Philip Awadalla

Affiliation : Université de Montréal
Organization : CHU Sainte-Justine
E-mail :

About Philip Awadalla

Philip Awadalla is a Professor at the Université de Montréal, the Sainte-Justine Hospital Research Centre, Department of Pediatrics and a Senior Investigator at the Ontario Institute for Cancer Research. He obtained his doctorate in population and statistical genetics from the University of Edinburgh and was awarded NSERC and Killam Postdoctoral fellowships to attend the University of British Columbia and was then awarded a Wellcome Trust Fellowship (UK) to pursue his research at the University of California Davis before moving to the Université de Montréal.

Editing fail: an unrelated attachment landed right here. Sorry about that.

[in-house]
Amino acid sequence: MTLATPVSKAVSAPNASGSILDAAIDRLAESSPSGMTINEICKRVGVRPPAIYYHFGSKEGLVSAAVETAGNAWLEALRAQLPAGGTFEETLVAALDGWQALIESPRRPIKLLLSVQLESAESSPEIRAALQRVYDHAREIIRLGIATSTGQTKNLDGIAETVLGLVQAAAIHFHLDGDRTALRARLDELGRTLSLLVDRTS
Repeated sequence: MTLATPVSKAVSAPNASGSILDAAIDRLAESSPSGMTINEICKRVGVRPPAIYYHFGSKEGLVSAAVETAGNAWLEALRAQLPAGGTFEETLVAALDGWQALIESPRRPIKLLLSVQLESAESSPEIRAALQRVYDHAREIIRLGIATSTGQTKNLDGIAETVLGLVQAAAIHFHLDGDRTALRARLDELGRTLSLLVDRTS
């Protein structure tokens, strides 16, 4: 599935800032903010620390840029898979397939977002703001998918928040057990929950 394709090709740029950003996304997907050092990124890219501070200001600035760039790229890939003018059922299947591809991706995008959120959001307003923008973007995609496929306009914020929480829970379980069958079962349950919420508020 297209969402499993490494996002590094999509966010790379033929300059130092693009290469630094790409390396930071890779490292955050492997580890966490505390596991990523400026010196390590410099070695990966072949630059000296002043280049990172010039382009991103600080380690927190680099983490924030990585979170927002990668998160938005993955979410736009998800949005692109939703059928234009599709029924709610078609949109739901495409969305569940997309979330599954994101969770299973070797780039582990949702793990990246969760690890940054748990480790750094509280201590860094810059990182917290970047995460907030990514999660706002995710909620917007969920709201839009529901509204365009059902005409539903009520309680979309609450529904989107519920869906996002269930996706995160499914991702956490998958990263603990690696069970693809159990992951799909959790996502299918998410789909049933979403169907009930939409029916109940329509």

His research utilizes population and integrative genomics approaches to capturing genetic and environmental factors associated with a number of hematological, oncological, and infectious diseases. From 2009 to 2015, he was lead Principal Investigator and Scientific Director of the CARTaGENE program. He is now Scientific Advisor. CARTaGENE is the Québec health survey and an open source program that has recruited and deeply phenotyped 40,000 participants to facilitate research in the development of chronic and aging related diseases. CARTaGENE is part of a national program that has recruited over 300,000 participans across Canada. Pr. Awadalla is a teaching faculty at international institutions including the NIH-funded University of Washington Institute of Statistical Genetics and sits on the advisory board of a number of international companies and Genome platforms. His team is currently part of the analytical and functional analysis groups of the 1000 Genomes Program. Ongoing projects include and have also been developing computational tools and next-generation programs to study the role of genetic variants responsible for neurological, hematological and cancers, particularly in children; determining rates of mutations and recombination in humans; model-based approaches to identify genetic and environmental control points to malaria infection and sickle cell disease in Africa; genetic and environmental factors associated with cardiovascular traits in Canada. Pr. Awadalla is the recipient of a Sigma Xi faculty award and the 2012 Canadian Society for Clinical Investigation’s Joe Doupe Young Investigator Award and is a recent recipient of a PI award from the Ontario Institute for Cancer Research. He is the Lead PI of a new Genome Canada Innovation Centre, the Canadian Data Integration Centre.

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